Winter Depression and Seasonal Affective Disorder – Natural Qi Winter Newsletter

Natural Qi Newsletter
Embracing better health in the new year!

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Melani Bolyai, New York Licensed Acupuncturist


We’re now in the thick of winter–a time of rest and natural restoration. The shorter days and chill of the season call us to slow down, conserve our resources and take extra care of our health. Unfortunately, though, our busy lives don’t always allow us to do this! Subsequently, winter may seem like the season when we feel most drained and prone to illness.

If you are feeling the stress of winter, or just want to support your body in its natural rejuvenation, acupuncture can be the perfect way to relax and restore your body to natural health. It lowers stress, fights bugs, combats winter sluggishness, and can help you feel balanced in your body.

It’s a new year–you deserve the gift of health. As always, I’m available to answer any questions. I look forward to speaking to you soon!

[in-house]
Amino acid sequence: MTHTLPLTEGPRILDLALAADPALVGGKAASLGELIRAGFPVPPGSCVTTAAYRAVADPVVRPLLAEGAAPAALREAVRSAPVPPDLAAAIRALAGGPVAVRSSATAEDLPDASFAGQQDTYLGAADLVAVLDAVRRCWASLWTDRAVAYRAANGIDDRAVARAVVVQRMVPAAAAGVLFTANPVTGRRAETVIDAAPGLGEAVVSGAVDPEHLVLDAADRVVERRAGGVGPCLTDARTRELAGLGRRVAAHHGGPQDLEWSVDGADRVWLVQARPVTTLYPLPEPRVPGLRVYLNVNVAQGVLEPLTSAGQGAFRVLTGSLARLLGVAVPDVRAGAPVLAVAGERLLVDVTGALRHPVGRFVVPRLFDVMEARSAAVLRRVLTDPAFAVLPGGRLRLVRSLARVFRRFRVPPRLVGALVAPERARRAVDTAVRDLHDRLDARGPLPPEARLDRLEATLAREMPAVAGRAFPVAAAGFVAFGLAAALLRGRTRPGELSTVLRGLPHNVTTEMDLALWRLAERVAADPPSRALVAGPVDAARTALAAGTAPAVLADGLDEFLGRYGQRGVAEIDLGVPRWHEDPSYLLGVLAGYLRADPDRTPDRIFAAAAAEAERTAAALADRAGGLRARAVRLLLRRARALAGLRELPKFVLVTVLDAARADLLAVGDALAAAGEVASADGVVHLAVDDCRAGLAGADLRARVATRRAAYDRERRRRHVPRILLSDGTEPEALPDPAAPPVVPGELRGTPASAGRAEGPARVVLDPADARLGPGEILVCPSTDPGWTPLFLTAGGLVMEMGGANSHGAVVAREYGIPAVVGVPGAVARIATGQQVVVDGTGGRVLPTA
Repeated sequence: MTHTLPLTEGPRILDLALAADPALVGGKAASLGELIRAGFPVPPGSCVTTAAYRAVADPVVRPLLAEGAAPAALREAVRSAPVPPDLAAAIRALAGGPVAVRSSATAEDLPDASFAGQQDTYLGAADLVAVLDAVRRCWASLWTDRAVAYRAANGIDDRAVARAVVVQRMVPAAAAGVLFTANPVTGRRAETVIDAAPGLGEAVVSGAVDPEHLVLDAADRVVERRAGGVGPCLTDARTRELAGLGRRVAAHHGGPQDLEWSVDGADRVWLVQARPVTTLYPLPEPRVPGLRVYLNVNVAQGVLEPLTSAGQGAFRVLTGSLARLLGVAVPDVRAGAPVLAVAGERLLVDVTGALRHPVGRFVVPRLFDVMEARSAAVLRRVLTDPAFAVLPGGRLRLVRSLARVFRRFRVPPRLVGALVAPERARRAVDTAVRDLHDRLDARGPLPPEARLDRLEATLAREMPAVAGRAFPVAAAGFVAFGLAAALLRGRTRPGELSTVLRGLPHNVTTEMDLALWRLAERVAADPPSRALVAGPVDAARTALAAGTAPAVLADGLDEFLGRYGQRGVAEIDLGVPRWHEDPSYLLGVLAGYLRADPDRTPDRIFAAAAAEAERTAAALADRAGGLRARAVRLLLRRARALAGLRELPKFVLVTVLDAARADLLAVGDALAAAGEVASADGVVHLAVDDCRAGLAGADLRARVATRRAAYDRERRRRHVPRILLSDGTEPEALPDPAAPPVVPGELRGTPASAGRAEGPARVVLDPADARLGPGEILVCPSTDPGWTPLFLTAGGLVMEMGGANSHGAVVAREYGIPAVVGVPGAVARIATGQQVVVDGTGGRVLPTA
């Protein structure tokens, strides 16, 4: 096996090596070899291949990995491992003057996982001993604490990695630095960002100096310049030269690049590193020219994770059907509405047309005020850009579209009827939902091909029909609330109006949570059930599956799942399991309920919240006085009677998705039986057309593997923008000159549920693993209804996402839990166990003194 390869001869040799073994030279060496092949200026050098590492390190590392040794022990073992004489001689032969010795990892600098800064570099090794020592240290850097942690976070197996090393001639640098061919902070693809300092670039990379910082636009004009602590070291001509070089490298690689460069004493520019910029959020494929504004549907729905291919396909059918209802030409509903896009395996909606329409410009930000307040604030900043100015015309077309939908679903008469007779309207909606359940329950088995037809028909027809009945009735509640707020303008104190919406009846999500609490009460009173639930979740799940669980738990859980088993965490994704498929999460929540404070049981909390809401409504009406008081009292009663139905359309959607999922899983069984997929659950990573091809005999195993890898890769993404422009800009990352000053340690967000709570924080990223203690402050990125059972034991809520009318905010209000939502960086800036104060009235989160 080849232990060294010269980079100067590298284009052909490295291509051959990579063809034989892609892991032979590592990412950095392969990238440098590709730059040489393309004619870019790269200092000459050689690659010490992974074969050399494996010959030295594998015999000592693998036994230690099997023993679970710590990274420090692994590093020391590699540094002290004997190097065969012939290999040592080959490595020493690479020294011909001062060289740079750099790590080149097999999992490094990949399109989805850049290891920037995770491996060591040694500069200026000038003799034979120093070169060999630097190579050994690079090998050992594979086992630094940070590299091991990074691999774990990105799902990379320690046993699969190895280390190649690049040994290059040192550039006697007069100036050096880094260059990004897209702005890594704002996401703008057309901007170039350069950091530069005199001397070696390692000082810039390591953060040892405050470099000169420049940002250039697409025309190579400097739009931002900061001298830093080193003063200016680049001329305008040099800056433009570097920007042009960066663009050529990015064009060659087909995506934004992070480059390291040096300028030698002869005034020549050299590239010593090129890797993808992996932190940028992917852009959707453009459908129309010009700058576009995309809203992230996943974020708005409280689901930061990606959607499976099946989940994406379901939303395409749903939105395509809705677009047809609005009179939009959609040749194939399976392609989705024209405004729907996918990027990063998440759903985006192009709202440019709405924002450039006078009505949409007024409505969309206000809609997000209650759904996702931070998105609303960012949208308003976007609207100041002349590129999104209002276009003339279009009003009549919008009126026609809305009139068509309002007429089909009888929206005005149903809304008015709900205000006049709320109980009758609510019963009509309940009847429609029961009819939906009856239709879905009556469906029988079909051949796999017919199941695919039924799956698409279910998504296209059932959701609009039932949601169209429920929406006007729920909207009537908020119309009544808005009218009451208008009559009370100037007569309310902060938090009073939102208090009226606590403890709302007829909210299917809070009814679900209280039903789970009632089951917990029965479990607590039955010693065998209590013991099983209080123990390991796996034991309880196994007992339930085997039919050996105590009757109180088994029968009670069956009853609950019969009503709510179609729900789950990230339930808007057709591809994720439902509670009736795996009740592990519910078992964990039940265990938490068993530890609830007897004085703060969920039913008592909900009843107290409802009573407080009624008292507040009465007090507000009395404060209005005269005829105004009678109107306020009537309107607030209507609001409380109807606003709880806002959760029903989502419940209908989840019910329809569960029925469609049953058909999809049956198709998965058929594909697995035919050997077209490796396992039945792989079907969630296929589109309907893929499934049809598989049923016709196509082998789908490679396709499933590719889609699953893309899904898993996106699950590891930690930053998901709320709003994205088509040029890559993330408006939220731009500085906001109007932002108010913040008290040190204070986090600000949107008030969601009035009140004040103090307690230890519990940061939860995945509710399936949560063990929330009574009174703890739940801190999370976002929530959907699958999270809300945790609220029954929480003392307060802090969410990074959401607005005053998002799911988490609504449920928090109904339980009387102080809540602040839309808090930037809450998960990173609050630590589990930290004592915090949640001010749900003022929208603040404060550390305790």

Beat the Winter Blues

Days are shorter, the weather is colder, and winter is upon us. As we move into the thick of the season, you may have noticed a mini-hibernation happening in your life. It’s harder to get out of bed. You crave heavier foods. You feel less motivated to exercise or get out and explore the world. While slowing down in the wintertime is normal, the “winter blues” can become a serious problem, manifesting in a range of symptoms including fatigue, increased stress, anxiety, headaches, sleep disturbances, concentration problems, low libido, moodiness, and appetite disturbances.

If you experience winter-related depression symptoms, you are not alone. Twenty percent of Americans suffer from mild winter depression. Another six percent experience severe seasonal depression, or “Seasonal Affective Disorder” (SAD). Women and younger adults are especially susceptible to these mood changes.

While no one is sure exactly what causes winter depression, experts speculate it’s related to the lack of daylight in the winter months. Shorter days can disturb a person’s circadian rhythms, decrease melatonin production, and decrease seratonin in the brain. These disturbances can be further affected by hormones, stress levels, and a genetic predisposition towards depression.